Dad Has Dementia

Week 5: Go Ahead -- Laugh

Last updated: Feb 15, 2010


It had been a bad day.

Dad had been depressed, tired, and needy since he woke up. Lee discovered the car had a flat tire. I accidentally threw one of my favorite sweaters in the dryer and shrank it small enough to fit a Barbie doll. We were all relieved when dinner was finished and the day began to wind down.

At 6 pm, Dad decided to retire to his bedroom for awhile. In a few moments, however, he reappeared in the family room doorway. "I hate to tell you this," he said, "but, um, the toilet in my bathroom is overflowing, and there's water running all over the floor."

Lee immediately leapt into action, almost pushing Dad to the ground in his haste to survey the damage. He returned in a second to report, "The water's about to reach the hardwood. Grab some old towels quick!"

By the time I got to the bathroom, Lee had stopped the overflow and was furiously wielding a sponge mop to sop up the water. I threw down a dam of old towels onto the tile floor a mere 12 inches from the hardwood in the hallway. Crisis averted.

Still, it was quite a mess to clean up. Yet, as we stood there dealing with the watery disaster, Lee and I looked at each other and started laughing. How much more absurd could things get today?

At that moment, we discovered what so many other caregivers know: Grasp every opportunity to laugh at yourself and your situation.

One evening, feeling frazzled while trying to juggle dinner prep for Dad with homework help for my 9 year old step-granddaughter, Emma, I said to her, "By the way, what do you want to call my dad? Great-grandpa? Grandpa John? Just 'John'?"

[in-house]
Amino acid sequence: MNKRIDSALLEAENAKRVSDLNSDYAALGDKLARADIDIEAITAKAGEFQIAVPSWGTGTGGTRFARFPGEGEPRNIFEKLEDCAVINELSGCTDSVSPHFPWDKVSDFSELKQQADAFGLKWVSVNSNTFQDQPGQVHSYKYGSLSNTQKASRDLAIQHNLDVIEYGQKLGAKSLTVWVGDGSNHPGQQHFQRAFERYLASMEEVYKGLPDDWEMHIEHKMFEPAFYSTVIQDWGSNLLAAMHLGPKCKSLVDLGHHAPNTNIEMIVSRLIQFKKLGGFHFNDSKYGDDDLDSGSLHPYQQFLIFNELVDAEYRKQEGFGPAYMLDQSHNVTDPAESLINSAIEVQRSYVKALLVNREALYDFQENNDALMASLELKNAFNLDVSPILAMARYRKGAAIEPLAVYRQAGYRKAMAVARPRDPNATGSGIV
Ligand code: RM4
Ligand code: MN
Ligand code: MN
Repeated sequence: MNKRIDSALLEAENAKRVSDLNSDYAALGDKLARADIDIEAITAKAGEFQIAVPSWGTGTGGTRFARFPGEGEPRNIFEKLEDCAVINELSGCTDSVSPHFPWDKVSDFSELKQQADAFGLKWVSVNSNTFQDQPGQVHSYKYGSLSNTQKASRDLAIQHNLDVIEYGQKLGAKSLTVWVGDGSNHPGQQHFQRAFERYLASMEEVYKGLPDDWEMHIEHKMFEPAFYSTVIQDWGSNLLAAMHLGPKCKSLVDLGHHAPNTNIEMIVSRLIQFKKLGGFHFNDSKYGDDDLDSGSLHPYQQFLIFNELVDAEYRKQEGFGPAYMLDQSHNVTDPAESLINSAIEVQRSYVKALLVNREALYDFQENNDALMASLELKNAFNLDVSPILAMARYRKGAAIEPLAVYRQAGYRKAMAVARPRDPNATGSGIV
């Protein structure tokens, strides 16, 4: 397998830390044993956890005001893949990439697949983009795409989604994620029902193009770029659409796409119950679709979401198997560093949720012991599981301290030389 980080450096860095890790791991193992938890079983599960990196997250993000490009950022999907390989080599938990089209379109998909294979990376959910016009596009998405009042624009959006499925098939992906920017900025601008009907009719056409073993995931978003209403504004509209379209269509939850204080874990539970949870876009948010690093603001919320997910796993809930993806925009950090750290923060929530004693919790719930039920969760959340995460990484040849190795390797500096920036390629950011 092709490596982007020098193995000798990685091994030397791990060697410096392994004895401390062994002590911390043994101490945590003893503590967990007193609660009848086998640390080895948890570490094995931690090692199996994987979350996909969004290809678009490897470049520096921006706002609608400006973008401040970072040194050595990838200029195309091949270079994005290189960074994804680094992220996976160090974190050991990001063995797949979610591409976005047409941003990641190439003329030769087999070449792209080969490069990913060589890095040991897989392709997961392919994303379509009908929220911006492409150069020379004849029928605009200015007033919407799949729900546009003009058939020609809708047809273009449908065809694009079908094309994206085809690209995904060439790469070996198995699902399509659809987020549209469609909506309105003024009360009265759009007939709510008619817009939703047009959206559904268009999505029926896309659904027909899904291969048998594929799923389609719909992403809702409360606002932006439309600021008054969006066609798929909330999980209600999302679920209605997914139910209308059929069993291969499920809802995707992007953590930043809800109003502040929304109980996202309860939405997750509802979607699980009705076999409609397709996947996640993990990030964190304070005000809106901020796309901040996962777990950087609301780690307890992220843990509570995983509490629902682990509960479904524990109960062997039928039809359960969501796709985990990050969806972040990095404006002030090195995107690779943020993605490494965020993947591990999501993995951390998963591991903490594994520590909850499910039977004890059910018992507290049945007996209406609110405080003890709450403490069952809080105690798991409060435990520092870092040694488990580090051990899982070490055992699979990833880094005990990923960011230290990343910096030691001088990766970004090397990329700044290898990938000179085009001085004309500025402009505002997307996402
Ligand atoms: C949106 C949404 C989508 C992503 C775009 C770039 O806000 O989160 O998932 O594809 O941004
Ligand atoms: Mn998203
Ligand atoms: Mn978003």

Emma contemplated this for a moment before solemnly replying, "How about Grandpa Bubba?"

Amid the laughter that followed, it suddenly seemed less urgent that dinner be on the table precisely on schedule. What difference would five minutes make, more or less? My stress dissolved.

Even Dad retains his sense of humor about things. One day, he somehow managed to become totally wound up in his oxygen tubing, like an O2 dependent mummy. Looking at me quizzically, he said with mock urgency, "Don't just do something! Stand there." An old joke, but one that set both of us laughing as I gently unwound him.

Sometimes, a system or device will provide a source of amusement.

Dad loves to watch old, black-and-white westerns, but he's extremely hard of hearing. So Lee helpfully activated closed captioning on the TV. Recently, Dad and I were enjoying an old western movie, and as it reached a climactic point, with tensions among the bad guys running high, the ringleader angrily growled, "I won't tolerate no rogue riders."

The closed caption, however, read, "I won't tolerate no rouge riders."

Dad and I laughed so hard, we never did see how the movie ended.